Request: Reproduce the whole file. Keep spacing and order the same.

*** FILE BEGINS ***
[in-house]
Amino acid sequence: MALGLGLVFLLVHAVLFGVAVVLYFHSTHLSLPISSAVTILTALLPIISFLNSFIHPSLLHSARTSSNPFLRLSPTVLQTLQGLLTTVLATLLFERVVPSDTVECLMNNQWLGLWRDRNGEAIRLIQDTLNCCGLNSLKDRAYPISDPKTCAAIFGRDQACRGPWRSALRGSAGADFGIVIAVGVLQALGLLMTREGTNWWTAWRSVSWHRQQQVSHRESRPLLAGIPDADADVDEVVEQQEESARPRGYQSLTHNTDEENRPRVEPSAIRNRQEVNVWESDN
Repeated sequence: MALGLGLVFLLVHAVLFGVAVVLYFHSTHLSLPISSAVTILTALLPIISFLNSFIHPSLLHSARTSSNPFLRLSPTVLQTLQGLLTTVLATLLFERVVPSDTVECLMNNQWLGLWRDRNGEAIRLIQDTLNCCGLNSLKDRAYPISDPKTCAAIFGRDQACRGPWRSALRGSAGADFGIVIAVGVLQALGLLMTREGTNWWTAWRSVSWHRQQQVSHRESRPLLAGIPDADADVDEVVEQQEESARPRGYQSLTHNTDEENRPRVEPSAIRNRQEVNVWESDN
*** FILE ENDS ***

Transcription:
[in-house]
Amino acid sequence: MALGLGLVFLLVHAVLFGVAVVLYFHSTHLSLPISSAVTILTALLPIISFLNSFIHPSLLHSARTSSNPFLRLSPTVLQTLQGLLTTVLATLLFERVVPSDTVECLMNNQWLGLWRDRNGEAIRLIQDTLNCCGLNSLKDRAYPISDPKTCAAIFGRDQACRGPWRSALRGSAGADFGIVIAVGVLQALGLLMTREGTNWWTAWRSVSWHRQQQVSHRESRPLLAGIPDADADVDEVVEQQEESARPRGYQSLTHNTDEENRPRVEPSAIRNRQEVNVWESDN
Repeated sequence: MALGLGLVFLLVHAVLFGVAVVLYFHSTHLSLPISSAVTILTALLPIISFLNSFIHPSLLHSARTSSNPFLRLSPTVLQTLQGLLTTVLATLLFERVVPSDTVECLMNNQWLGLWRDRNGEAIRLIQDTLNCCGLNSLKDRAYPISDPKTCAAIFGRDQACRGPWRSALRGSAGADFGIVIAVGVLQALGLLMTREGTNWWTAWRSVSWHRQQQVSHRESRPLLAGIPDADADVDEVVEQQEESARPRGYQSLTHNTDEENRPRVEPSAIRNRQEVNVWESDN